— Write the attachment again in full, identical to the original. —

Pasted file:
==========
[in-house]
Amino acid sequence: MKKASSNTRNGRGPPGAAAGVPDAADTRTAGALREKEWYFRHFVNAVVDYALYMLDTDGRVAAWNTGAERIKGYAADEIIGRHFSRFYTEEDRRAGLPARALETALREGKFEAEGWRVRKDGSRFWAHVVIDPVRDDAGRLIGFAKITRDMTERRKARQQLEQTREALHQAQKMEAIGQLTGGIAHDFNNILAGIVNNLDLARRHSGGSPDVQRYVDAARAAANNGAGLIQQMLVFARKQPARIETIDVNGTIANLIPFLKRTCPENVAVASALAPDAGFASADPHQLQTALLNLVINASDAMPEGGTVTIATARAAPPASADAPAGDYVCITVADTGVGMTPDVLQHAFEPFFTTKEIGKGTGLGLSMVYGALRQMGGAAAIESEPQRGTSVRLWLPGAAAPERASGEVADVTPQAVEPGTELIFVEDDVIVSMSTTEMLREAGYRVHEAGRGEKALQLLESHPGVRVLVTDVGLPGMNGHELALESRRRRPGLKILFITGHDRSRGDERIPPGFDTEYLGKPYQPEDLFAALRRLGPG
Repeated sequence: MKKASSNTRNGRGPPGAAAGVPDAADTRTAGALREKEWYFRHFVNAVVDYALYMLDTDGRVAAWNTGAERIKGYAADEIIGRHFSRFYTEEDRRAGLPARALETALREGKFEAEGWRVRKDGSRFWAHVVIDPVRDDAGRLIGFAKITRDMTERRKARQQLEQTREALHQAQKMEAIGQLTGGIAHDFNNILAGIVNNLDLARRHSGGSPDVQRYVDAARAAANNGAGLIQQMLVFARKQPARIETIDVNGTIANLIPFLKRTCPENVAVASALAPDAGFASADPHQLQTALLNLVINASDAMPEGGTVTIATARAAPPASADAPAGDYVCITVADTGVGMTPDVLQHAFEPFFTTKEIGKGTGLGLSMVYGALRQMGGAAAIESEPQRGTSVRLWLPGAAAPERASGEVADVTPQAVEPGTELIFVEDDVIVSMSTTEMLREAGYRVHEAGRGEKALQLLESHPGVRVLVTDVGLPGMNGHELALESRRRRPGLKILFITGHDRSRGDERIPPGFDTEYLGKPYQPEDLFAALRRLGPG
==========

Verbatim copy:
[in-house]
Amino acid sequence: MKKASSNTRNGRGPPGAAAGVPDAADTRTAGALREKEWYFRHFVNAVVDYALYMLDTDGRVAAWNTGAERIKGYAADEIIGRHFSRFYTEEDRRAGLPARALETALREGKFEAEGWRVRKDGSRFWAHVVIDPVRDDAGRLIGFAKITRDMTERRKARQQLEQTREALHQAQKMEAIGQLTGGIAHDFNNILAGIVNNLDLARRHSGGSPDVQRYVDAARAAANNGAGLIQQMLVFARKQPARIETIDVNGTIANLIPFLKRTCPENVAVASALAPDAGFASADPHQLQTALLNLVINASDAMPEGGTVTIATARAAPPASADAPAGDYVCITVADTGVGMTPDVLQHAFEPFFTTKEIGKGTGLGLSMVYGALRQMGGAAAIESEPQRGTSVRLWLPGAAAPERASGEVADVTPQAVEPGTELIFVEDDVIVSMSTTEMLREAGYRVHEAGRGEKALQLLESHPGVRVLVTDVGLPGMNGHELALESRRRRPGLKILFITGHDRSRGDERIPPGFDTEYLGKPYQPEDLFAALRRLGPG
Repeated sequence: MKKASSNTRNGRGPPGAAAGVPDAADTRTAGALREKEWYFRHFVNAVVDYALYMLDTDGRVAAWNTGAERIKGYAADEIIGRHFSRFYTEEDRRAGLPARALETALREGKFEAEGWRVRKDGSRFWAHVVIDPVRDDAGRLIGFAKITRDMTERRKARQQLEQTREALHQAQKMEAIGQLTGGIAHDFNNILAGIVNNLDLARRHSGGSPDVQRYVDAARAAANNGAGLIQQMLVFARKQPARIETIDVNGTIANLIPFLKRTCPENVAVASALAPDAGFASADPHQLQTALLNLVINASDAMPEGGTVTIATARAAPPASADAPAGDYVCITVADTGVGMTPDVLQHAFEPFFTTKEIGKGTGLGLSMVYGALRQMGGAAAIESEPQRGTSVRLWLPGAAAPERASGEVADVTPQAVEPGTELIFVEDDVIVSMSTTEMLREAGYRVHEAGRGEKALQLLESHPGVRVLVTDVGLPGMNGHELALESRRRRPGLKILFITGHDRSRGDERIPPGFDTEYLGKPYQPEDLFAALRRLGPG